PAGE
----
At a press conference with Turkish Prime Minister Recep Tayyip Erdogan on Thursday, Obama said he had no regrets about prosecuting individuals who leaked classified information relating to national security because they placed the US at risk. Responding to news the Department of Justice subpoenaed the phone records of Associated Press reporters without their outlet’s consent, he added it was important to protect American personnel around the world while accommodating “the need for information”.
Revelations that the Department of Justice obtained the phone records of AP journalists as part of an inquiry into a terror plot leak have buffeted the administration in recent days. Attorney General Eric Holder faced tough questions over the case when he appeared before the House Judiciary Committee on Wednesday, even after he claimed he had recused himself from the matter and was not responsible for approving the contentious subpoena. President Obama has expressed strong confidence in his AG’s performance, despite some calls for Holder to quit.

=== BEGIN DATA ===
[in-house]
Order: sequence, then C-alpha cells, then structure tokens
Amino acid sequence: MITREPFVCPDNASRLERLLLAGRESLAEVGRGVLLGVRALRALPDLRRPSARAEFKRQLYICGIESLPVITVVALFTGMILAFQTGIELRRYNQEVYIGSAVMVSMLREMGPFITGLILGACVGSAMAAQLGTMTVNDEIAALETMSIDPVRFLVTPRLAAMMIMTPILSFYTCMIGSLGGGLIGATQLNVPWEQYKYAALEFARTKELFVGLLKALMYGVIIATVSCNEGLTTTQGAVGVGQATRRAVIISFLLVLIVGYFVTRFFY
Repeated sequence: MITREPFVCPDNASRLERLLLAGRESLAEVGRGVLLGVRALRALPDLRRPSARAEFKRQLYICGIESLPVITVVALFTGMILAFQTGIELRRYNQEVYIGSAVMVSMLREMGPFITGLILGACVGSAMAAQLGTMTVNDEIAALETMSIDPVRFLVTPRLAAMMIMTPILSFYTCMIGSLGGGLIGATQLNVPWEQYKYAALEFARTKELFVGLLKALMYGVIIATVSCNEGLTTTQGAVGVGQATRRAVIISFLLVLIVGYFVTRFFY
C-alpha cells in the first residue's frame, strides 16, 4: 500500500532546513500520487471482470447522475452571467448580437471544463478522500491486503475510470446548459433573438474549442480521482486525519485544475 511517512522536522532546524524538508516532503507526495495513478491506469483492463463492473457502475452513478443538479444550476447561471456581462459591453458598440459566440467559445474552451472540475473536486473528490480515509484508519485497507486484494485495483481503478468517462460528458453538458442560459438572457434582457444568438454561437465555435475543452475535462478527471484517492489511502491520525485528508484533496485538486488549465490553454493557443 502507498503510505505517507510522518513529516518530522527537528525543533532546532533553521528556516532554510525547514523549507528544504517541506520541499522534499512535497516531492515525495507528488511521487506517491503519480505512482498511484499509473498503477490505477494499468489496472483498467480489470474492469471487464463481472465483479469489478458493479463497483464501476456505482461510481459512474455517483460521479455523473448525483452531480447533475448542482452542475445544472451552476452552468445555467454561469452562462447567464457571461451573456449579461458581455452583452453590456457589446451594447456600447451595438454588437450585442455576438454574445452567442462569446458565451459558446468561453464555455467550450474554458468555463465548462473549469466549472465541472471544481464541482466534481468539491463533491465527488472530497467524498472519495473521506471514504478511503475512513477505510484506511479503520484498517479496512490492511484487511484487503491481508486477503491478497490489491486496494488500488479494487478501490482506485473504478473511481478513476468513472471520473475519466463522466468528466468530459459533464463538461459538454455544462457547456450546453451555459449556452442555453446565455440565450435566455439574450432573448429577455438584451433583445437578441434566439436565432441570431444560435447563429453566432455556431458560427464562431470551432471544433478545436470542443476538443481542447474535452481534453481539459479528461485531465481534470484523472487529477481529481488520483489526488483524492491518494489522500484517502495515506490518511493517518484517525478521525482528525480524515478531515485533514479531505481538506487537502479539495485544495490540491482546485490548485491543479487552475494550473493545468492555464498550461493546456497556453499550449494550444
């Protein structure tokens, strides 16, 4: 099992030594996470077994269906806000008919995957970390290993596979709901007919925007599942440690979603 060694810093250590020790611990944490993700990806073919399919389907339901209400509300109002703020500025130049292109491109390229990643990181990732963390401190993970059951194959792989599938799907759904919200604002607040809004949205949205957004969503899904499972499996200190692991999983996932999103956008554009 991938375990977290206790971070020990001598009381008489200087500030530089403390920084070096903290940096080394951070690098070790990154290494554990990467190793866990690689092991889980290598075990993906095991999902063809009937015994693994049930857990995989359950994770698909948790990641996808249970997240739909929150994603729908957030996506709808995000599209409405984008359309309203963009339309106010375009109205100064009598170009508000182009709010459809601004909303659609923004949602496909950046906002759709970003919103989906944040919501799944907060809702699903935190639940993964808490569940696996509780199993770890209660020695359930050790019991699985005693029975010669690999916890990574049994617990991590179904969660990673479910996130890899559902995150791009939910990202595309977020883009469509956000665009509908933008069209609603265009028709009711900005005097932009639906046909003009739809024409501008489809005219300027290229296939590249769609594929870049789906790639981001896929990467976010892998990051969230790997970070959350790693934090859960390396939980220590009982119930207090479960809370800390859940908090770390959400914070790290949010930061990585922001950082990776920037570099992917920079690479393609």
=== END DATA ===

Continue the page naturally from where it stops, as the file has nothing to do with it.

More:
In contrast to the IRS scandal, Republicans have been comparatively muted about the AP affair. GOP Senate Whip John Cornyn has said it is too early to condemn Holder’s conduct, and instead is calling for more focus on the source of the terror leak. Cornyn’s Democratic colleagues have been less charitable towards the administration: Senate Majority Leader Harry Reid has said there was “no way to justify” the DOJ’s conduct, while Judiciary Committee Chair Patrick Leahy is demanding the department explain its behaviour.